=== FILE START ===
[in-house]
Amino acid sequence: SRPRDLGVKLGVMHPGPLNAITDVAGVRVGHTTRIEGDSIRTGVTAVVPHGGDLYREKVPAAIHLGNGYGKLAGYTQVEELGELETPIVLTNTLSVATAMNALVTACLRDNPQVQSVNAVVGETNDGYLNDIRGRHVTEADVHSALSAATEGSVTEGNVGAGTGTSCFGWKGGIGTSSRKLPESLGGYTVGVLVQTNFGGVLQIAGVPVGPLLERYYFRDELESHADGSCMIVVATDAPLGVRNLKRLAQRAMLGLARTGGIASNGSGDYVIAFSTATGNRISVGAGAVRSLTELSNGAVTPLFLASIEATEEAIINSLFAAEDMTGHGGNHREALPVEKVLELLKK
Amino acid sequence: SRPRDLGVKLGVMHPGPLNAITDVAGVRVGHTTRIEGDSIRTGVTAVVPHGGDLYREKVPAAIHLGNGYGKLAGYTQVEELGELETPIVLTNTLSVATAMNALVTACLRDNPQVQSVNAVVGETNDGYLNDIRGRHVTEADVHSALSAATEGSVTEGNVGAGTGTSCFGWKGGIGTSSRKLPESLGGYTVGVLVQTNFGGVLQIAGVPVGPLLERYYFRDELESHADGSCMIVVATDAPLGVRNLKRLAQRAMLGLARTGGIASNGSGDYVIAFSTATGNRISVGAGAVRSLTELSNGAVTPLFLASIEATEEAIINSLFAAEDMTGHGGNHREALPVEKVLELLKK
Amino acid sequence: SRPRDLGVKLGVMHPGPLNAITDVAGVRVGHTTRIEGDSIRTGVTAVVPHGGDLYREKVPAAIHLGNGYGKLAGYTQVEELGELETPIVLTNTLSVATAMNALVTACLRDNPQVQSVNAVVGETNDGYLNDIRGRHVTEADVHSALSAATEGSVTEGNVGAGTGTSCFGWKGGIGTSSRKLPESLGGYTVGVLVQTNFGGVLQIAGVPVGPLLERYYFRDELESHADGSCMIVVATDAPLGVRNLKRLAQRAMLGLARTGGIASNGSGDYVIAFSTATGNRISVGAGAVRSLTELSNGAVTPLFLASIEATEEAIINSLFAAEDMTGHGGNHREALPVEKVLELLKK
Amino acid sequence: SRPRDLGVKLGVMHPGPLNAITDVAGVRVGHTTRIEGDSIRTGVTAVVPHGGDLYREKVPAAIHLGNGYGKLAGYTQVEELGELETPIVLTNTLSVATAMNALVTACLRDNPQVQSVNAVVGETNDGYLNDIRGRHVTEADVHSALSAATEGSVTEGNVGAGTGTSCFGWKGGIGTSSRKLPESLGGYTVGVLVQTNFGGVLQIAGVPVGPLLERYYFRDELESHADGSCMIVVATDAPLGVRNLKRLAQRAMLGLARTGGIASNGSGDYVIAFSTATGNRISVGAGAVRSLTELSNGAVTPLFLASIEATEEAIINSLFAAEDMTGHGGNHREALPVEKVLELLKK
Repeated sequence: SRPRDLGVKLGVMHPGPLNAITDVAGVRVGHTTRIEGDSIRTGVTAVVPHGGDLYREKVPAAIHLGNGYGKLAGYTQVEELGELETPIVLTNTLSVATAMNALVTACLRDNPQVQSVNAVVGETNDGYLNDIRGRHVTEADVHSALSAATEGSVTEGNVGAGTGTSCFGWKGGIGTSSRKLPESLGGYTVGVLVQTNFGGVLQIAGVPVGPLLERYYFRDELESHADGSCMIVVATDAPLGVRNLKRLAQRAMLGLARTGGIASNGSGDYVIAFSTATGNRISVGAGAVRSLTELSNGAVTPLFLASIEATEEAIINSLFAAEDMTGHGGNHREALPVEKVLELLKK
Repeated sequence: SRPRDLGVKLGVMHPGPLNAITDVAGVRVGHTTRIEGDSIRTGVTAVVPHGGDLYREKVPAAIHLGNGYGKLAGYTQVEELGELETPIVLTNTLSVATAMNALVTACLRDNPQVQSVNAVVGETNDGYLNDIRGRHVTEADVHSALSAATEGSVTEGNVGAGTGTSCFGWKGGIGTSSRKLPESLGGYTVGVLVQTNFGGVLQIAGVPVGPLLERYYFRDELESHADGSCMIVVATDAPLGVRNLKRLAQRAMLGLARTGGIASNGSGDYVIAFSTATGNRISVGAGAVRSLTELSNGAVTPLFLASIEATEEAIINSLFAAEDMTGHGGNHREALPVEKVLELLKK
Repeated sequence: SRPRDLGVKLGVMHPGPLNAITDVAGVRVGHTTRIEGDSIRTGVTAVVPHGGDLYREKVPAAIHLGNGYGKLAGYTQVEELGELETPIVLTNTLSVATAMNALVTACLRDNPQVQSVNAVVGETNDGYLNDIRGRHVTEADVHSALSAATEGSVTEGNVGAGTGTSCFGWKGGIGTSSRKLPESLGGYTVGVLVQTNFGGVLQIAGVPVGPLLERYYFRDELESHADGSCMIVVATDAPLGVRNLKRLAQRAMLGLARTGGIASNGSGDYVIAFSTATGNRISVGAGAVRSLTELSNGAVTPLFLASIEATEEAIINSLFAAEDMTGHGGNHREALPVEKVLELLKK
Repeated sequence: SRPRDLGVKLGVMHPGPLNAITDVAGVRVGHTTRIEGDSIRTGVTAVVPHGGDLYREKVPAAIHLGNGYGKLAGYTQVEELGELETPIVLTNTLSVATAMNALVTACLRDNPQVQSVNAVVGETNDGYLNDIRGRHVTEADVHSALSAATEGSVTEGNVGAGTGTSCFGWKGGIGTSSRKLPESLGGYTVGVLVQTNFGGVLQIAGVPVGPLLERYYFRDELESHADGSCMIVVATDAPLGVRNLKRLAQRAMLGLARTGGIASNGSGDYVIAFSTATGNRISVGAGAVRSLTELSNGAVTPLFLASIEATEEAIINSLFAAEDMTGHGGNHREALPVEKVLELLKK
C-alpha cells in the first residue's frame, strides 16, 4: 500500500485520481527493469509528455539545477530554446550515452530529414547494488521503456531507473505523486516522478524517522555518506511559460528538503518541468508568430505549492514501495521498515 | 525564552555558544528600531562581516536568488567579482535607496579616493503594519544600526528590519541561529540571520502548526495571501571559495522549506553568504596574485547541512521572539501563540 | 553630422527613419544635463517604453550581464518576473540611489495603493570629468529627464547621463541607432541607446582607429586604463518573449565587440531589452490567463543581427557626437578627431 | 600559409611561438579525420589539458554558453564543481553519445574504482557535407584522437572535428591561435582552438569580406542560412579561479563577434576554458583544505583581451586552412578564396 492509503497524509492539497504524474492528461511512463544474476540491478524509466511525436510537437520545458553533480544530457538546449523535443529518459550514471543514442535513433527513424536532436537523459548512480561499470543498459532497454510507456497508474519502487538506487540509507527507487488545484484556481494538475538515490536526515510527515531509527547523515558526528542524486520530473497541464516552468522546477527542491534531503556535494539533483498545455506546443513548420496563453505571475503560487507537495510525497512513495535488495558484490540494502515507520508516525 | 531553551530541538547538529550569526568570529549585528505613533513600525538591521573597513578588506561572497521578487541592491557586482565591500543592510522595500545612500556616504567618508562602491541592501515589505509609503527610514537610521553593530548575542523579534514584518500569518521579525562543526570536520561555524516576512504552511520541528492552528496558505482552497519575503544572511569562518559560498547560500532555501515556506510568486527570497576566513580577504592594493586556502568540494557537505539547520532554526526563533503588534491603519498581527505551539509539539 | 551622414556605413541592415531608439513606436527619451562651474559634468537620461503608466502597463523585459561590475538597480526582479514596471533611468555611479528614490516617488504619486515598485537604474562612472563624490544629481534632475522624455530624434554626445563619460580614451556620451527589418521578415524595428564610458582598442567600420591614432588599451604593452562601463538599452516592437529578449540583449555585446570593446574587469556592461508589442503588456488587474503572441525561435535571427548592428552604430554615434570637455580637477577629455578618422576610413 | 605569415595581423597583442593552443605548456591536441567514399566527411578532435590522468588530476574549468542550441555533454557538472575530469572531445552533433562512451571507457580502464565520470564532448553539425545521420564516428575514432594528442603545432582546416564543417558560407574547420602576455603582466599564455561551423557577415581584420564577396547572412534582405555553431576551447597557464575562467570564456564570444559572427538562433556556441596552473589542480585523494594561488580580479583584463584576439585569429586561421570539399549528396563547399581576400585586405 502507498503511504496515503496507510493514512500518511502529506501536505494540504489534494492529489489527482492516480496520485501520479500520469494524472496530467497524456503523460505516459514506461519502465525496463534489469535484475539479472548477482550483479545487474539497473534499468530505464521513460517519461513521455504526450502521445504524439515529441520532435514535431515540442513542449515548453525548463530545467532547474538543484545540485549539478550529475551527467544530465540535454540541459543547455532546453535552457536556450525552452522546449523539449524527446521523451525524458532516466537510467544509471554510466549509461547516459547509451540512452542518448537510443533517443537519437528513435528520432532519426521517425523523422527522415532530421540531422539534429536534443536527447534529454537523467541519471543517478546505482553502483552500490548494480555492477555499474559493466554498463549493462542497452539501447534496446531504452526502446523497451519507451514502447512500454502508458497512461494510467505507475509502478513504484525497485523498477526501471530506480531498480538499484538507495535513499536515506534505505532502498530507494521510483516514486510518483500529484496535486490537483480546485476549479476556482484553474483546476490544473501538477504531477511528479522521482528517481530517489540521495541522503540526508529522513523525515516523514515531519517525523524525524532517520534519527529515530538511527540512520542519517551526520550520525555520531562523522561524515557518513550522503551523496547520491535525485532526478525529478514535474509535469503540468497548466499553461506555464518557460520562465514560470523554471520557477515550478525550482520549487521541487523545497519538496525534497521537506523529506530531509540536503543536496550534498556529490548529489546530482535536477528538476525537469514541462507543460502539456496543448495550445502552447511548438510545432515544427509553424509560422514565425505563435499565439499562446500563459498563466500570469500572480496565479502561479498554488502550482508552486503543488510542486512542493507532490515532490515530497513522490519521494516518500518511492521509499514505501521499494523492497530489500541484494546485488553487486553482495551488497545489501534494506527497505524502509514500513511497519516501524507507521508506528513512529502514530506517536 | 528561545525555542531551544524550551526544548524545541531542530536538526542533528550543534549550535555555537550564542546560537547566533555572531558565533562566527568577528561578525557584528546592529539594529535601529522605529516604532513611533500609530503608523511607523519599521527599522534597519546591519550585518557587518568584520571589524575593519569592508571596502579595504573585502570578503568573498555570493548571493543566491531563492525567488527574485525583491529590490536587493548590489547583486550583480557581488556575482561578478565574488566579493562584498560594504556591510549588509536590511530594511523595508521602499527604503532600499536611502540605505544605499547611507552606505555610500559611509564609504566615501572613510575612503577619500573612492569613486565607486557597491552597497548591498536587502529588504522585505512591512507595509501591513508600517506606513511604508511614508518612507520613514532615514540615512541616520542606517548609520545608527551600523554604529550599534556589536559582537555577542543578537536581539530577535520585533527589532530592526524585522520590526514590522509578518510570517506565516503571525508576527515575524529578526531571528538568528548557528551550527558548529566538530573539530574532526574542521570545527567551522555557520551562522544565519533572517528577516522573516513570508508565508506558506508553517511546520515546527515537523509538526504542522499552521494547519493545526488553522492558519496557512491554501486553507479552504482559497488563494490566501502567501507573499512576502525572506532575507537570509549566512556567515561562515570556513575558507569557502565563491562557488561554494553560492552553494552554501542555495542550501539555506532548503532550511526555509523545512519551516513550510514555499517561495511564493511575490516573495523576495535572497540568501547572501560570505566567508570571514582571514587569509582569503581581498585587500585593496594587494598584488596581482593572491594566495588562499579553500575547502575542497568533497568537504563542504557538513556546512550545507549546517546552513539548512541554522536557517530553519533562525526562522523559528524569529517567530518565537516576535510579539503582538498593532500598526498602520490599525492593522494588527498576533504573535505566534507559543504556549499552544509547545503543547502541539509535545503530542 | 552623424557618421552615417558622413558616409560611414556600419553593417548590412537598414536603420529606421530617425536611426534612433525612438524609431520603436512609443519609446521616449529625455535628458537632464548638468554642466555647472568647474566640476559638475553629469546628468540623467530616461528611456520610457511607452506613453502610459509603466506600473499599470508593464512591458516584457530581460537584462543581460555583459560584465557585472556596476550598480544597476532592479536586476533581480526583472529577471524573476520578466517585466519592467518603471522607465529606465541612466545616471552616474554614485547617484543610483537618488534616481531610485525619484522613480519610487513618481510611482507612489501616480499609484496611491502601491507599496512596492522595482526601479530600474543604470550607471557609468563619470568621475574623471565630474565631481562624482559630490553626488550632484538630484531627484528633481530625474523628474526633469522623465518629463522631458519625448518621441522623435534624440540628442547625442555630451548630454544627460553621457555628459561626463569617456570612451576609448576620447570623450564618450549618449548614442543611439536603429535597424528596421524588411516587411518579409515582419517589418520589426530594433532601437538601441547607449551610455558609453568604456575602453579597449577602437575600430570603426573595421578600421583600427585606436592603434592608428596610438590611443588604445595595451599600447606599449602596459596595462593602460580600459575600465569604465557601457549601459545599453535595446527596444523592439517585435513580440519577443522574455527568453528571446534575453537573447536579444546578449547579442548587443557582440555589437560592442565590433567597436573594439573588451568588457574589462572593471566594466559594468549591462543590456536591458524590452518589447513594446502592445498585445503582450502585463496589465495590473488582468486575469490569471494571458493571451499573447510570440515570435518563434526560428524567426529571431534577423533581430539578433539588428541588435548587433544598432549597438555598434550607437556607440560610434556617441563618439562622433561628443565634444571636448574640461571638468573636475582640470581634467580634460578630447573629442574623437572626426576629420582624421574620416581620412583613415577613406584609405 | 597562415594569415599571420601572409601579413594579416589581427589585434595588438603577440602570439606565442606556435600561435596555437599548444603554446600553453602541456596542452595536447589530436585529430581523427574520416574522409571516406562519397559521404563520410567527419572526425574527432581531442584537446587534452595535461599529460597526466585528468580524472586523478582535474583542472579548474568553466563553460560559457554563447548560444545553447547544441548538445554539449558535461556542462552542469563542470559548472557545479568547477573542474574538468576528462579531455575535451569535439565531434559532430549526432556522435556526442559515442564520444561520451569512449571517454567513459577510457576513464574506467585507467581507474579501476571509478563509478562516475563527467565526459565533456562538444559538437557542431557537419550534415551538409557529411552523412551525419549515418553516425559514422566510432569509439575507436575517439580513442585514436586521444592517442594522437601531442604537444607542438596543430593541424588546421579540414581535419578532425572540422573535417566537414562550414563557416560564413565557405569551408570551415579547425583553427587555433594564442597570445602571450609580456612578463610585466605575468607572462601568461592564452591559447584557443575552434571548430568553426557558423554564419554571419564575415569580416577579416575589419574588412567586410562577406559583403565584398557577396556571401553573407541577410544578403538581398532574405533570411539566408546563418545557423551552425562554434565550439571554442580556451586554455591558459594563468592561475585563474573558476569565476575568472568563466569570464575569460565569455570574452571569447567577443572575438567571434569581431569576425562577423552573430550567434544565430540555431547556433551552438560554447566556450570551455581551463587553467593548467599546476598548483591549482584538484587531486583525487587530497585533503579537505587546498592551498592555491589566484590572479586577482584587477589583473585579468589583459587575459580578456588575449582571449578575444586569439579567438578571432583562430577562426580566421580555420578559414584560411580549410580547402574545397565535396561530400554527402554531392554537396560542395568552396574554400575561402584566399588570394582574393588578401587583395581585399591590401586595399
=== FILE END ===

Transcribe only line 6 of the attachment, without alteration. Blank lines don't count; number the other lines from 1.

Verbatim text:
Repeated sequence: SRPRDLGVKLGVMHPGPLNAITDVAGVRVGHTTRIEGDSIRTGVTAVVPHGGDLYREKVPAAIHLGNGYGKLAGYTQVEELGELETPIVLTNTLSVATAMNALVTACLRDNPQVQSVNAVVGETNDGYLNDIRGRHVTEADVHSALSAATEGSVTEGNVGAGTGTSCFGWKGGIGTSSRKLPESLGGYTVGVLVQTNFGGVLQIAGVPVGPLLERYYFRDELESHADGSCMIVVATDAPLGVRNLKRLAQRAMLGLARTGGIASNGSGDYVIAFSTATGNRISVGAGAVRSLTELSNGAVTPLFLASIEATEEAIINSLFAAEDMTGHGGNHREALPVEKVLELLKK